Sourdough Discard Biscuits

December 7, 2019

This is recipe is almost straight off the King Arther site, and oh these are good! I love that King Arther has all these recipes for using up the sourdough discard that are just so tasty. I made these for the first time today, and there was only one biscuit left.

Makes 6 large biscuits and 1 smaller 1


  • 1 cup of King Arther all purpose flour (4 oz or 120g)
  • 2 tsp of baking powder
  • 3/4 tsp of salt
  • 1/2 cup of cold unsalted butter aka 8 tablespoons (many people in the comments only used 6 tablespoons of butter)
  • 1 cup of sourdough discard
  • 1 tablespoon unsalted butter for brushing on top (optional)


Baking half sheet, biscuit cutter 2 and 3/8 inches (okay, you can use a knife to make square biscuits if you want), parchment paper, pastry cutter or a fork, medium size bowl, pastry brush


  1. Preheat the oven to 425°F, with a rack in the upper third. Line a baking sheet with parchment paper. (You can grease your baking sheet if you want instead.)
  2. Melt the 1 tablespoon of butter. I usually do this by putting the butter in a cup and putting it in the microwave for 10 second burst until the butter melts.
  3. In the medium size bowl, combine the flour, baking powder, and salt. Using the pastry cutter or fork, cut the butter into the flour until the mixture is unevenly crumbly. I left some larger bits of butter in the flour.
  4. Add the starter to the flour and butter, and mix gently until the dough is cohesive.
  5. Turn the dough out of the bowl onto a lightly floured surface (a piece of parchment works well), and gently pat it into a 6″ round about 1″-thick. If using a knife to cut the biscuits, pat into a rectangle.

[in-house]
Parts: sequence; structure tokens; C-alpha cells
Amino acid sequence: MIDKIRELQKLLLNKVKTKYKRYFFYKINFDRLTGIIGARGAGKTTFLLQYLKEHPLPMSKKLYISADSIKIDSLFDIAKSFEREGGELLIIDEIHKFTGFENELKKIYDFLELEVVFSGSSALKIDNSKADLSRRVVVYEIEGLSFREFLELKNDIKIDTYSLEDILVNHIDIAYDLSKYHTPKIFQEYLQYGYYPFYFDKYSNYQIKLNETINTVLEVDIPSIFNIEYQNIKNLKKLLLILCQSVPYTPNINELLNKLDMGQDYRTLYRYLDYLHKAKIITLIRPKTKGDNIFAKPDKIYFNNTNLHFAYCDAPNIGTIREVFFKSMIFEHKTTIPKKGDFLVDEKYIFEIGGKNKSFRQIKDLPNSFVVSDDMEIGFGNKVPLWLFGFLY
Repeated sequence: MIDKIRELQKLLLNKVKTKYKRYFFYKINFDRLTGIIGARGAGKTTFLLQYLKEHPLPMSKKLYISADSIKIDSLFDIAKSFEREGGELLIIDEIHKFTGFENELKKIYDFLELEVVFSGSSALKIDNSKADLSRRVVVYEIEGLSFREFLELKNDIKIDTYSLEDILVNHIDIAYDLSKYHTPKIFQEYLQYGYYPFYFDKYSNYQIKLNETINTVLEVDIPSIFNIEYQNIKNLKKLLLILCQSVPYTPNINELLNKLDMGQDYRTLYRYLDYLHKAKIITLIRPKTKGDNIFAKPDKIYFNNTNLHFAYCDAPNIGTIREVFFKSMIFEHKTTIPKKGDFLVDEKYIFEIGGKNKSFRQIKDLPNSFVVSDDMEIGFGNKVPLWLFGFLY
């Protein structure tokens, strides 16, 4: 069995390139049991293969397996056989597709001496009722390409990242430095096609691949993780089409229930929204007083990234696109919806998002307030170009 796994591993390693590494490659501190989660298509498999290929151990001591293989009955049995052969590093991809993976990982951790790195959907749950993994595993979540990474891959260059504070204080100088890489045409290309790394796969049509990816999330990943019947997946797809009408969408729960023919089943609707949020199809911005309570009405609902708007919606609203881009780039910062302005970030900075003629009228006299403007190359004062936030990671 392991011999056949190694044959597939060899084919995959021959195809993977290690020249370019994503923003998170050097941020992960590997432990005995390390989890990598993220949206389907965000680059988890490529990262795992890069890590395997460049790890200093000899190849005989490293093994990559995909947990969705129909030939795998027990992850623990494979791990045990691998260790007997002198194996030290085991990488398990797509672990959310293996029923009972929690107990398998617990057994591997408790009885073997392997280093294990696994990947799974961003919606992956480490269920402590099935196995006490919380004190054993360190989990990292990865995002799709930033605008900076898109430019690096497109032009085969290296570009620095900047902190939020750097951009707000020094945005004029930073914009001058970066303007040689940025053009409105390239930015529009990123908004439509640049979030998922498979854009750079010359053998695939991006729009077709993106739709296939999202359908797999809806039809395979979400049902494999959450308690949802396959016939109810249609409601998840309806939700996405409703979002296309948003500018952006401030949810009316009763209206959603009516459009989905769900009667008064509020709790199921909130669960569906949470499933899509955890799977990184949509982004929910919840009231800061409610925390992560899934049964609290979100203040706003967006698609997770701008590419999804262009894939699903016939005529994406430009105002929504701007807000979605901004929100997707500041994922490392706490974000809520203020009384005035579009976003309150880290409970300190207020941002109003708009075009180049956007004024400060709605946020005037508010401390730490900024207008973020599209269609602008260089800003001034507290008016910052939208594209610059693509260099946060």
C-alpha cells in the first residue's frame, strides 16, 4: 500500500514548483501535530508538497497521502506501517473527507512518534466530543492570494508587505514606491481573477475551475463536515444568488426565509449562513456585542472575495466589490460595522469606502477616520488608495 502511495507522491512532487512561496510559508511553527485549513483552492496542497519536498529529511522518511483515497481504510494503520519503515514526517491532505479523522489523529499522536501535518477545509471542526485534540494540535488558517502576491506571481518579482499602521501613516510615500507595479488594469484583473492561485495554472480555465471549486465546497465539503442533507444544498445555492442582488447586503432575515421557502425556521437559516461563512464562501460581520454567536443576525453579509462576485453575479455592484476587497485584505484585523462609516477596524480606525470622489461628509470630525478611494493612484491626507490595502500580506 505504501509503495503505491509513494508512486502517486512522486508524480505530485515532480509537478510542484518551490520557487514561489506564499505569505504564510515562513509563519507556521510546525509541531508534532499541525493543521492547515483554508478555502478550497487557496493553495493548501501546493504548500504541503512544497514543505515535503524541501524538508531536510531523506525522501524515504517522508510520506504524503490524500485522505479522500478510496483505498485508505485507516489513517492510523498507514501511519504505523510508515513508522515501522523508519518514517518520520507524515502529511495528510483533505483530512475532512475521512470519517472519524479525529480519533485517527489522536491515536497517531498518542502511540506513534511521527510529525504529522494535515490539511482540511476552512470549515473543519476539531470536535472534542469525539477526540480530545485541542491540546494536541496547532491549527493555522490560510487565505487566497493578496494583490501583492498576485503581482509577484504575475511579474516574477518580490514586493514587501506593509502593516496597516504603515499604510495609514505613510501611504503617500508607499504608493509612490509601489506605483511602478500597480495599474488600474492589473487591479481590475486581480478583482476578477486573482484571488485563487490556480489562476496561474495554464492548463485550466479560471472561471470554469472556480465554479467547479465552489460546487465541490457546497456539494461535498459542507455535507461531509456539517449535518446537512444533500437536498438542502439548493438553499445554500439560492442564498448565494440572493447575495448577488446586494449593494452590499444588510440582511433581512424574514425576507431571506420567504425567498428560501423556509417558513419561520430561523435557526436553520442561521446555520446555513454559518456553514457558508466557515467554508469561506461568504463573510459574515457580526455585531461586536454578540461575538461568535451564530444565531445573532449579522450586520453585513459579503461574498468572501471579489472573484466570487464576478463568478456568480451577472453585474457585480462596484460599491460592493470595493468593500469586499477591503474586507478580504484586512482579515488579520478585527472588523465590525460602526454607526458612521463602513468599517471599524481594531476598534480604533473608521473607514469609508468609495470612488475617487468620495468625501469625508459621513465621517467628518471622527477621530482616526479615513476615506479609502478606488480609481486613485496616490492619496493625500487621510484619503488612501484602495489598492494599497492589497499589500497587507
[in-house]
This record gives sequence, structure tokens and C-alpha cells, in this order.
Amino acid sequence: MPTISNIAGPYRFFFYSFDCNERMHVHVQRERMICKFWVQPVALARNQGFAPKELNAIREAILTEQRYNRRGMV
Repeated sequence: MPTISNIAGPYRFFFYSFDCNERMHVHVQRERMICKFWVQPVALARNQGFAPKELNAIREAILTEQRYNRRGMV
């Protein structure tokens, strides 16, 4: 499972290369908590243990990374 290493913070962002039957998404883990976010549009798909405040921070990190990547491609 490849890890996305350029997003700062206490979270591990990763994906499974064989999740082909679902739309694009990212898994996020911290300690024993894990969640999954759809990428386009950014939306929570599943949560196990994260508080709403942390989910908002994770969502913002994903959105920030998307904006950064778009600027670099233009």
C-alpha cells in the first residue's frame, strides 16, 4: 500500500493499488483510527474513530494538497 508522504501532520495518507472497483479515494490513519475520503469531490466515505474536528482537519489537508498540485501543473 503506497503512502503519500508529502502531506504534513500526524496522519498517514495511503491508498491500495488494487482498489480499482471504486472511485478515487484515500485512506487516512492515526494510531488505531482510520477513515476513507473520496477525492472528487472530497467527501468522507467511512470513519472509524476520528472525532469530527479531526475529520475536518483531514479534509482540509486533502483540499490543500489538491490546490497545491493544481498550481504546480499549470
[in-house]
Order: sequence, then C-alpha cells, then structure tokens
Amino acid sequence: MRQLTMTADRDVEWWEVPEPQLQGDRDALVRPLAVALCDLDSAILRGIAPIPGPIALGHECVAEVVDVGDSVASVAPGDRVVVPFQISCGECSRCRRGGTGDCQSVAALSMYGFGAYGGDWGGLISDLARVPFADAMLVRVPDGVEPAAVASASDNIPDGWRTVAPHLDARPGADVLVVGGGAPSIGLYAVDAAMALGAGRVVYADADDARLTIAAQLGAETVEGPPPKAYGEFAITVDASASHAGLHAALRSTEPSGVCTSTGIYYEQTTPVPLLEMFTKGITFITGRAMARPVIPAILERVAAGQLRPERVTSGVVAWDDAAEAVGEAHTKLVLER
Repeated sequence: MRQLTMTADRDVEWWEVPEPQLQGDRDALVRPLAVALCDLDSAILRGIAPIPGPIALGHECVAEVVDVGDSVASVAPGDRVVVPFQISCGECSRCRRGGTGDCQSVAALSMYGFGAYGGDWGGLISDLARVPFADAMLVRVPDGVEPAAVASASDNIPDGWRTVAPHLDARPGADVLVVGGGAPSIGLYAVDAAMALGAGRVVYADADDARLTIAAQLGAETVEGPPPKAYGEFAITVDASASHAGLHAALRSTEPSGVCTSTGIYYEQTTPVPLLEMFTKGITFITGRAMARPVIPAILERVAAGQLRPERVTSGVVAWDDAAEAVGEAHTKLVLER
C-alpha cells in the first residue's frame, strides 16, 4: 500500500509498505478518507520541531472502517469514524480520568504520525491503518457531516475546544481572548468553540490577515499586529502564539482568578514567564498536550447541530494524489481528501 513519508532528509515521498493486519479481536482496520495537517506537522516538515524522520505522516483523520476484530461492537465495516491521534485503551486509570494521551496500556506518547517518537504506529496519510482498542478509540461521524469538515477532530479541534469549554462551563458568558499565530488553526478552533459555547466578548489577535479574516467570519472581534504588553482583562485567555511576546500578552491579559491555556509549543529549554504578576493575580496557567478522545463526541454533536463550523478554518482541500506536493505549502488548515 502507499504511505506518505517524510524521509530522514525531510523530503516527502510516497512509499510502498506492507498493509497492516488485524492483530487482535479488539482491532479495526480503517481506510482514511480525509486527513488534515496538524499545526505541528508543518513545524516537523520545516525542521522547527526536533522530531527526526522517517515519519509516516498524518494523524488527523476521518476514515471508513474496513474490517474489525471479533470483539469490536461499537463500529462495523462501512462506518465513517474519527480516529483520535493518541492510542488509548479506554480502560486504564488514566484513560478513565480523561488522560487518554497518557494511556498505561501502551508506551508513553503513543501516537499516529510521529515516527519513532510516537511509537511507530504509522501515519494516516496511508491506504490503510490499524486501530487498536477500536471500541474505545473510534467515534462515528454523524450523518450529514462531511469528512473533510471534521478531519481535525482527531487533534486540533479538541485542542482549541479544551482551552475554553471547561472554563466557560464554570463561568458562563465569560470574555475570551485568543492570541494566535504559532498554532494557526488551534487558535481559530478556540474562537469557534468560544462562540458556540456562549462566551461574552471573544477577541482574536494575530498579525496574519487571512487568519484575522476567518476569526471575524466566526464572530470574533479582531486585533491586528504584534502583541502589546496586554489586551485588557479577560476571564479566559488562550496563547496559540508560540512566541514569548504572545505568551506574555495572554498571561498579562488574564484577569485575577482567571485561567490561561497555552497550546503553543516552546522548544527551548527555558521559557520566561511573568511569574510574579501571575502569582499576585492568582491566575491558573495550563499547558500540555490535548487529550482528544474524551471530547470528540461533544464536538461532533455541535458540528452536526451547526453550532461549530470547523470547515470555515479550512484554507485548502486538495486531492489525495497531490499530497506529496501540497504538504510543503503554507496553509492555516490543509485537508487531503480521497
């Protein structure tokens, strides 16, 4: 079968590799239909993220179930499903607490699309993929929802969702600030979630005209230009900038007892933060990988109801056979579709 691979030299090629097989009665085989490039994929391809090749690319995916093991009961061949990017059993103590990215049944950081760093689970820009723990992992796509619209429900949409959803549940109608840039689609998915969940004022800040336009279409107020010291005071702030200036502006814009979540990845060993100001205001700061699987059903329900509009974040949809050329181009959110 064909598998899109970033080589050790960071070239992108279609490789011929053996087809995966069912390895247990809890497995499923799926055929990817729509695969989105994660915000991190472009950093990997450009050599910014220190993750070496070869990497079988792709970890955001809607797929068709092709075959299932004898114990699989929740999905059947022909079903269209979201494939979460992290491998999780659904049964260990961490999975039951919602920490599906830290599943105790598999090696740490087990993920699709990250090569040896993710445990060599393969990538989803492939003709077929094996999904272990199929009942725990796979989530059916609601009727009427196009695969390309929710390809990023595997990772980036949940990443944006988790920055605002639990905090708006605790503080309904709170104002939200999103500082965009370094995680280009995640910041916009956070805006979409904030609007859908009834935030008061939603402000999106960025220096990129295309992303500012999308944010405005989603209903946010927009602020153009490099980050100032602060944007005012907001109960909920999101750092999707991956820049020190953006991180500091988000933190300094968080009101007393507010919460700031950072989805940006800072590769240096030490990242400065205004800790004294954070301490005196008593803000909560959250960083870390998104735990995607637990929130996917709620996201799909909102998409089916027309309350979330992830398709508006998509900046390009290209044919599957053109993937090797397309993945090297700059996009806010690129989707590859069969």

6. Cut the biscuits out:
    1. If you are making round biscuits: Use the biscuit cutter to cut four rounds, cutting them as close to one another as possible. Gently push and pat the scraps into a 2 1/2″ x 5″ rectangle. Cut two more biscuits. Push and pat the remaining scraps into a 1″-thick biscuit; it’ll be slightly smaller than the others.
    2. If you are making square biscuits: Cut the edges so they are square. Cut down the middle of the long way of rectangle. Then evenly cut three times down the short way. Take the cut edges and pat together to make another small biscuit.
  7. Place the biscuits onto the prepared baking sheet, leaving about 2″ between them; they’ll spread as they bake.
  8. Using the pastry brush, brush the tops of the biscuits with the melted butter. You can also dip the top of the biscuit in the melted butter and then place the biscuit, butter side up, on the baking sheet.
  9. Bake the biscuits in the upper third of your oven for 20 to 23 minutes, until they’re golden brown.
  10. Remove the biscuits from the oven, and serve hot with butter or let them cool down and serve warm as part of a breakfast sandwich. You can cool them completely, wrap in plastic, and store at room temperature for several days. Freeze, well-wrapped, for longer storage.

Update: I ate the loan biscuit for breakfast today. It was pretty good, and if I had warmed it up, it would have been better. I grew up eating hot biscuits, so room temperature biscuits just aren’t as good. The texture was still the same. It didn’t become stale.

10 thoughts on “Sourdough Discard Biscuits

    1. Thank you! These had a lovely sourdough flavor. I am going to see how that lone biscuit tastes tomorrow. When I first started baking sourdough, it seemed so wasteful to have to throw away the discard. Once I realize how much I could do with the discard, I sometimes have more fun trying out new things with the discard than making bread.

      Liked by 1 person

  1. Those look great! When I made the starter it irked me to throw so much away. Love the thriftiness of using it in other recipes. PS King Arthur has a terrific sourdough waffle recipe online that uses discards.


    1. I’ve been enjoying following full time RVers, so I’ve started following your blog. It is so cool you’ve been able to keep a sourdough starter going while RVing. I’ve been a bit concerned thatI wouldn’t be able to keep my sourdough going.

      Liked by 1 person

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